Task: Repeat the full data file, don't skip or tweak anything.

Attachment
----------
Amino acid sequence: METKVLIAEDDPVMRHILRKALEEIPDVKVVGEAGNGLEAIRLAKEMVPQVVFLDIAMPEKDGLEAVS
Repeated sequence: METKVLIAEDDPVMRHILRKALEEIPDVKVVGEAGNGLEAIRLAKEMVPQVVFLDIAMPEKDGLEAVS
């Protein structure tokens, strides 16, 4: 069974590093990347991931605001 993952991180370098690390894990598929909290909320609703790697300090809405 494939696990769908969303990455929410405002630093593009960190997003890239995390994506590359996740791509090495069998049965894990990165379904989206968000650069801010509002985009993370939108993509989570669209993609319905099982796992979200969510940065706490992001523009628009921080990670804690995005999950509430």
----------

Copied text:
Amino acid sequence: METKVLIAEDDPVMRHILRKALEEIPDVKVVGEAGNGLEAIRLAKEMVPQVVFLDIAMPEKDGLEAVS
Repeated sequence: METKVLIAEDDPVMRHILRKALEEIPDVKVVGEAGNGLEAIRLAKEMVPQVVFLDIAMPEKDGLEAVS
């Protein structure tokens, strides 16, 4: 069974590093990347991931605001 993952991180370098690390894990598929909290909320609703790697300090809405 494939696990769908969303990455929410405002630093593009960190997003890239995390994506590359996740791509090495069998049965894990990165379904989206968000650069801010509002985009993370939108993509989570669209993609319905099982796992979200969510940065706490992001523009628009921080990670804690995005999950509430």